12 year olds science project

Discussion in 'The Garage' started by chambersc, Nov 12, 2012.

  1. C-Stain

    C-Stain Accredited Nincompoop

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    Its a good thing that its your opinion. I think the teacher is giving him a project that he has the ability to complete ON HIS OWN. While your intentions were in your son's best interest for a good grade, how much of the project would he have actually done? Yeah, he would have done a bit of research, but I think the Bernoulli Principle is above most 12 year old's heads. Christ...I'd have to look it up myself to understand it again.

    We live in an age where we as parents want our children to excel. While noble in principle, its better that we let THEM excel on their own merits. Not while being led by the hand and directed by an adult.

    When I was doing Science Fair Projects in High School, my Dad was a Lab Tech for Agriculture Canada. I was able to get access to facilities and equipment, but my experiments were designed by yours truly and I usually placed very high in the Life Sciences category. However, I designed the experiment. I carried it out. The old man sat me down and showed me how to use the centrifuge, acquired me some of the equipment I needed and gave me an old spectrometer and the manual.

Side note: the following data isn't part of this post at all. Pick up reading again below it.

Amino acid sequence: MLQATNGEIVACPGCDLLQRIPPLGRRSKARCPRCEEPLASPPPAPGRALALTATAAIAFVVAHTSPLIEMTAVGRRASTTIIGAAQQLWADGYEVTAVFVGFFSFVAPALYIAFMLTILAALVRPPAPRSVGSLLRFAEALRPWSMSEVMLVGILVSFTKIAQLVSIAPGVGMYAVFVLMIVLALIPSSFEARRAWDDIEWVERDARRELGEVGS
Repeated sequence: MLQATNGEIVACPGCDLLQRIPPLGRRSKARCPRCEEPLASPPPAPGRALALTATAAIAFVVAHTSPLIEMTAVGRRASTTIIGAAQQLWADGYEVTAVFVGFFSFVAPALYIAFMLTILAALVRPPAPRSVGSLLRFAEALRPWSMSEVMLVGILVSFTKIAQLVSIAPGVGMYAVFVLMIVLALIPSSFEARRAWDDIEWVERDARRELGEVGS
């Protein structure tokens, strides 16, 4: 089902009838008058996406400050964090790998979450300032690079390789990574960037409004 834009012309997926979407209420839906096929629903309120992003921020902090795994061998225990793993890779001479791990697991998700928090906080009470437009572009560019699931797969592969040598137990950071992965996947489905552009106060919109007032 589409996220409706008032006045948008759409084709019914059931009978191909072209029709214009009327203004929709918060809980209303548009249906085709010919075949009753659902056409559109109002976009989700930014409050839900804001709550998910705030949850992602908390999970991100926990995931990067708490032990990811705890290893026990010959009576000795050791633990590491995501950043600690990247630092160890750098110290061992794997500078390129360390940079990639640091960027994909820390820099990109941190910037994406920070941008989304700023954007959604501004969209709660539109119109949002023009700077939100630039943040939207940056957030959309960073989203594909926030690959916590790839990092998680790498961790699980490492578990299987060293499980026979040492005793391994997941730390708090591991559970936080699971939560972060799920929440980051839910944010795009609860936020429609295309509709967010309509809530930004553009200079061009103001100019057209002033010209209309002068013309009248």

:clap

    Nothing wrong with some non-traditional learning. Take some of the suggestions earlier in the thread and give him some ideas for additional variables. If he wants to do well, he can blow the teacher off her feet with some of the extras. Science Fair Judges like kids who think outside the box as well....
    #21
  2. chambersc

    chambersc Been here awhile

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    So its been a few weeks and the plants are in process. He's using water, vinegar, club soda, and saline as his 4 liquids.

    Been using a 3cc syringe per plant, each with their own syringe so there is no cross contamination. I've been making him make weekly notes and take weekly photos. Normal bedtime conversation now is "make sure you brush your teeth and water your plants..." He's been keeping up with it and I've sneaked a few peeks at his notes and they are pretty good.